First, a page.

The filmmaker and showrunner spoke with New York Magazine for an extensive interview and profile, and Whedon used the opportunity to almost categorically deny all the claims made against him.
In the interview, Whedon reflected on his work finishing Justice League, when the original director, Zack Snyder, had to step away from production mid-shoot. Whedon said, "They asked me to fix it, and I thought I could help."
However, Whedon went on to express that it has become one of the biggest regrets of his life.
He also suggested that his role in the film was eventually scaled back because of his conflict with Whedon.
Whedon denied that he behaved inappropriately, and went further on the offensive, calling Fisher's acting and personality into question. He said Cyborg's storyline in the film, as it originally was planned, "logically made no sense," and said that Fisher had some sort of agenda against him personally.
"We’re talking about a malevolent force," Whedon claimed. "We’re talking about a bad actor in both senses."
Whedon also addressed a conspiracy theory first spread by some of his outspoken online defenders, claiming that the accusations that had been leveled against him were part of an intentional attack on his character with the purpose of increasing support for Snyder, and the eventual release of Snyder's director's cut.
While Whedon did not claim that Snyder himself was behind the alleged campaign -- as some have suggested in various conspiracy theories -- he did tell New York Magazine, “I don’t know who started it, I just know in whose name it was done."
Whedon also pointed blame at ex-wife Kai Cole for the backlash against him in recent years. Cole released an op-ed in 2017 accusing Whedon of being a "hypocrite preaching feminist ideals" and claimed he had cheated on her numerous times throughout their marriage.
While Whedon admitted to numerous instances of infidelity, he claimed Cole's letter was the start of people making false claims in an attempt to hurt his reputation.
"They don’t give a f**k about feminism. I was made a target by my ex-wife, and people exploited that cynically," Whedon claimed. "She put out a letter saying some bad things I’d done and saying some untrue things about me, but I had done the bad things and so people knew I was gettable."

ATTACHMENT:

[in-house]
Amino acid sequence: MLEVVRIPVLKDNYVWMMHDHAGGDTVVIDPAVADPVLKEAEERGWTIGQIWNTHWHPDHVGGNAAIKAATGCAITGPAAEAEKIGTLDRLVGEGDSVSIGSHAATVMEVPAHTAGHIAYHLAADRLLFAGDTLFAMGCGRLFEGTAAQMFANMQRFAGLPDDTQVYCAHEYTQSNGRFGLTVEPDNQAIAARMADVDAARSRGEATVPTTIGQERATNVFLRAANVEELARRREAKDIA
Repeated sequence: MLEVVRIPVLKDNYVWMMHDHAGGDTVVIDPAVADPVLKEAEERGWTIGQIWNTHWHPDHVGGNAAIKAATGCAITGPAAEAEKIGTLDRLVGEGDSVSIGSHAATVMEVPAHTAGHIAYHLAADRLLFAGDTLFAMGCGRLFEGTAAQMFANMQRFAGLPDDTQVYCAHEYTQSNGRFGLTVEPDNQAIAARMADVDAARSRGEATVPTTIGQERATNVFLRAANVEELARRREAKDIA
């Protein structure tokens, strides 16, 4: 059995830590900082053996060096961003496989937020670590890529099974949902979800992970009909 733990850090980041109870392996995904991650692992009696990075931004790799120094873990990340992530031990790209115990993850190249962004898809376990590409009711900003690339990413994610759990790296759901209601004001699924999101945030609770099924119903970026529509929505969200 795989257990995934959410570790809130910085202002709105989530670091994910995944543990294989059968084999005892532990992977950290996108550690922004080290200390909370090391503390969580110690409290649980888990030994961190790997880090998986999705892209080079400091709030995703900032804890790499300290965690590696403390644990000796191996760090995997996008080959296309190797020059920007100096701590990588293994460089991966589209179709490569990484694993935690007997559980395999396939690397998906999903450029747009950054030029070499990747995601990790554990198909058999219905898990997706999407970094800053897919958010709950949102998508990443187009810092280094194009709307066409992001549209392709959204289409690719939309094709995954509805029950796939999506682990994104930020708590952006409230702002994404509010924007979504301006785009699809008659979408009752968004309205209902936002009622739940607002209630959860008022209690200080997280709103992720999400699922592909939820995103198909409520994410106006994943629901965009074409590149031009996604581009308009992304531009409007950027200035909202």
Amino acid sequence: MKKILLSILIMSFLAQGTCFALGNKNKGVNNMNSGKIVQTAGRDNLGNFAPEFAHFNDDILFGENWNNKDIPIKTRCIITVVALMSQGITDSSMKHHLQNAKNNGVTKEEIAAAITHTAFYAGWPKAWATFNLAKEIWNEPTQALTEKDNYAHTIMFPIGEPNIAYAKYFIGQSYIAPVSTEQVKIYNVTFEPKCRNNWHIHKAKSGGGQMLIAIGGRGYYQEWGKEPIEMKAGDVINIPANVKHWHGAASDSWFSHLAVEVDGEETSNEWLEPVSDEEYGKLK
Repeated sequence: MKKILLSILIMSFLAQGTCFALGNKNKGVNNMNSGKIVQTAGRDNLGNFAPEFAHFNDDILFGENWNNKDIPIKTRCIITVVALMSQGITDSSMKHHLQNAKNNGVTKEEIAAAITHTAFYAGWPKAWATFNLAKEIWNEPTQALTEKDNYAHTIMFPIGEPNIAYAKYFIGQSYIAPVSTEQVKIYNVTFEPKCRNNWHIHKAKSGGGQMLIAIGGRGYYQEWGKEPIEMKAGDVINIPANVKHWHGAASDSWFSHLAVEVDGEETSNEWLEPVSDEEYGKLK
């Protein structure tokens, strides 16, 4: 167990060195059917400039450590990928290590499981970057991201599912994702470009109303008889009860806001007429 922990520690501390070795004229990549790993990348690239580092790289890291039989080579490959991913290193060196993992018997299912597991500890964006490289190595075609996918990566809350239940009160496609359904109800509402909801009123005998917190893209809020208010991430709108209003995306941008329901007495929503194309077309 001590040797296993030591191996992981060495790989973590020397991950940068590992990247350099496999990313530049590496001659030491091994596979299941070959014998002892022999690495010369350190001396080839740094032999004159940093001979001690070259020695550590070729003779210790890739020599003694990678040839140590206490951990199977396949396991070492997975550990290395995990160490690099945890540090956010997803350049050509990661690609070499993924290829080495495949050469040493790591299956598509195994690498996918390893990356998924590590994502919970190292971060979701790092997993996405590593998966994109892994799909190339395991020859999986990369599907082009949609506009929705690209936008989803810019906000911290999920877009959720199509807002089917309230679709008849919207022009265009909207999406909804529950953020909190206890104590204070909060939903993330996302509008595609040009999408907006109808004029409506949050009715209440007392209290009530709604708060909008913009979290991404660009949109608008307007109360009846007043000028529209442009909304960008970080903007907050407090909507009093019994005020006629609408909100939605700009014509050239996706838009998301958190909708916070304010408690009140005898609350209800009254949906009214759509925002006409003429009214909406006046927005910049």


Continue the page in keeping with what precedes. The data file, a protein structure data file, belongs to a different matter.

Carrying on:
Whedon continued to paint the picture that it was an internet mob out to get him, sharing in the interview, "The beginning of the internet raised me up, and the modern internet pulled me down. The perfect symmetry is not lost on me."
Reflecting on his arguments with Gadot during the production of Justice League, Whedon claimed that some of what she thought he was saying -- including the alleged threats -- could have been due to miscommunication on the actress' part.
"English is not her first language," Whedon suggested. "And I tend to be annoyingly flowery in my speech."
Gadot responded to this in a comment to New York Magazine, stating, "I understood perfectly."
Regarding Carpenter's claims -- as well as the allegations leveled by several other actors on the sets of Buffy and Angel -- Whedon said, "I was young. I yelled, and sometimes you had to yell. This was a very young cast, and it was easy for everything to turn into a cocktail party."
With regards to Carpenter specifically, Whedon admitted, "I was not mannerly," but denied that he mocked her weight when he found out she was pregnant during production.
Ultimately, Whedon feels that his detractors and accusers have used "every weaponizable word of the modern era to make it seem like I was an abusive monster," and he feels like he's being unfairly represented.
"I think I’m one of the nicer showrunners that’s ever been," Whedon stated.
For more on the accusations against Whedon, see the video below.